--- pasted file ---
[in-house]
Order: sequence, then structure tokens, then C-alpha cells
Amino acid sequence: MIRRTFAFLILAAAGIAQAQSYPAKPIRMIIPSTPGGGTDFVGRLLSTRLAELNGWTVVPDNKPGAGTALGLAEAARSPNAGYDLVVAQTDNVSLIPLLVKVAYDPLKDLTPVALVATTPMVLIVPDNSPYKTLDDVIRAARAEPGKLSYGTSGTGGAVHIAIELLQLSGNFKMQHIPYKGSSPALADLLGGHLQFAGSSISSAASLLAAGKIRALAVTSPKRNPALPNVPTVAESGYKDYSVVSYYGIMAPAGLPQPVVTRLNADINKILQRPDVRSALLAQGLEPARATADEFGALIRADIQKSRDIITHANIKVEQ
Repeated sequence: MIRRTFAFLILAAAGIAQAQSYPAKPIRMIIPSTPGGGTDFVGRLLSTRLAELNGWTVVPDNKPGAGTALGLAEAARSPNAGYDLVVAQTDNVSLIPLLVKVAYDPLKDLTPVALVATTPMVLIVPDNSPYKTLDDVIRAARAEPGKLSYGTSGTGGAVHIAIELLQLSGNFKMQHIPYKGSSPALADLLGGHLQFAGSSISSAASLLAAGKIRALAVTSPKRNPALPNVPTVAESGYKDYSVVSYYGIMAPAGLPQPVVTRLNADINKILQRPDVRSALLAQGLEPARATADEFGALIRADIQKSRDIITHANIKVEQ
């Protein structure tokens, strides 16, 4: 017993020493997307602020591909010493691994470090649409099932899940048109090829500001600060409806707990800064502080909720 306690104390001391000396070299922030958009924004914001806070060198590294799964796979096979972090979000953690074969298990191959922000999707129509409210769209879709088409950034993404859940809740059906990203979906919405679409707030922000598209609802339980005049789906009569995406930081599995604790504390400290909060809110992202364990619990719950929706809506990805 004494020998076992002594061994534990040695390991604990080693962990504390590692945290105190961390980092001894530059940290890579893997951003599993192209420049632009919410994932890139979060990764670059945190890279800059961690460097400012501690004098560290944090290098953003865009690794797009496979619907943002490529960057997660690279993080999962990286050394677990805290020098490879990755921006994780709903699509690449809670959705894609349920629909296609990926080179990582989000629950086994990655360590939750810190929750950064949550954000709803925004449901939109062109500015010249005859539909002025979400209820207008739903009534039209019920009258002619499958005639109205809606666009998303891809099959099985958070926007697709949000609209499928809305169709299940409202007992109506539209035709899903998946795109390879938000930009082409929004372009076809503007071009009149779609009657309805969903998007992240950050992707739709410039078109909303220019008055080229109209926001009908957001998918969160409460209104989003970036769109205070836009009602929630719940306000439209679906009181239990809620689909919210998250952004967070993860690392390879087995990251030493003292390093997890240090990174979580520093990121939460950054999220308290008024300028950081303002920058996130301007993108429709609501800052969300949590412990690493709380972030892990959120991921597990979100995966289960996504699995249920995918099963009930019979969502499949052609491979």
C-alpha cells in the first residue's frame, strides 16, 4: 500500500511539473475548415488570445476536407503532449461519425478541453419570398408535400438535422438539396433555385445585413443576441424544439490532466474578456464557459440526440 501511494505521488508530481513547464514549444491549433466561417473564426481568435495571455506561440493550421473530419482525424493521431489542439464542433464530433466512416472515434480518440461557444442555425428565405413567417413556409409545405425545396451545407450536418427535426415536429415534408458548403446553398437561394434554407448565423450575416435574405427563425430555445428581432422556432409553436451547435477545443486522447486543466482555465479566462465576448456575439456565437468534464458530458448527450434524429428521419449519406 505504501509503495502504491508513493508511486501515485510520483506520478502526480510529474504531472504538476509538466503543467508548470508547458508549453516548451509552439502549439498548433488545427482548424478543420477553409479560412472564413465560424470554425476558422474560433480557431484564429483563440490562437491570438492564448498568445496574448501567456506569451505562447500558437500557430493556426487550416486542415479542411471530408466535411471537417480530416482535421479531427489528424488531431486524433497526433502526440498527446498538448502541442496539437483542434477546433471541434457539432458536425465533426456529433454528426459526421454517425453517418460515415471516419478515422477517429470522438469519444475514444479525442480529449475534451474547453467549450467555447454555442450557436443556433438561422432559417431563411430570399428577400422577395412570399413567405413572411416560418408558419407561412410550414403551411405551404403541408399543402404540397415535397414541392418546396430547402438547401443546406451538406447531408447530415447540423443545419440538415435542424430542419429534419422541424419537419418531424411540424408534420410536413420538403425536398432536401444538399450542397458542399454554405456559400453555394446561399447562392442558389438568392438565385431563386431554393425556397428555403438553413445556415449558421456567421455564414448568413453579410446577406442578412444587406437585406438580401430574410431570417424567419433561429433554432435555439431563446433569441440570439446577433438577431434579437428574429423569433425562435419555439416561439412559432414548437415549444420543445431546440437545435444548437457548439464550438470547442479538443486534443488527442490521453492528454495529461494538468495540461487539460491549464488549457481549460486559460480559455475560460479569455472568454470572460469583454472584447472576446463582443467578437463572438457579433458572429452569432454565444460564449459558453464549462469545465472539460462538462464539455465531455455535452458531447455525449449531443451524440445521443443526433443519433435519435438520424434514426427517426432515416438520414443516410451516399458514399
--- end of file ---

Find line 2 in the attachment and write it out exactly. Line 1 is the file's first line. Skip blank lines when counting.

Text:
Order: sequence, then structure tokens, then C-alpha cells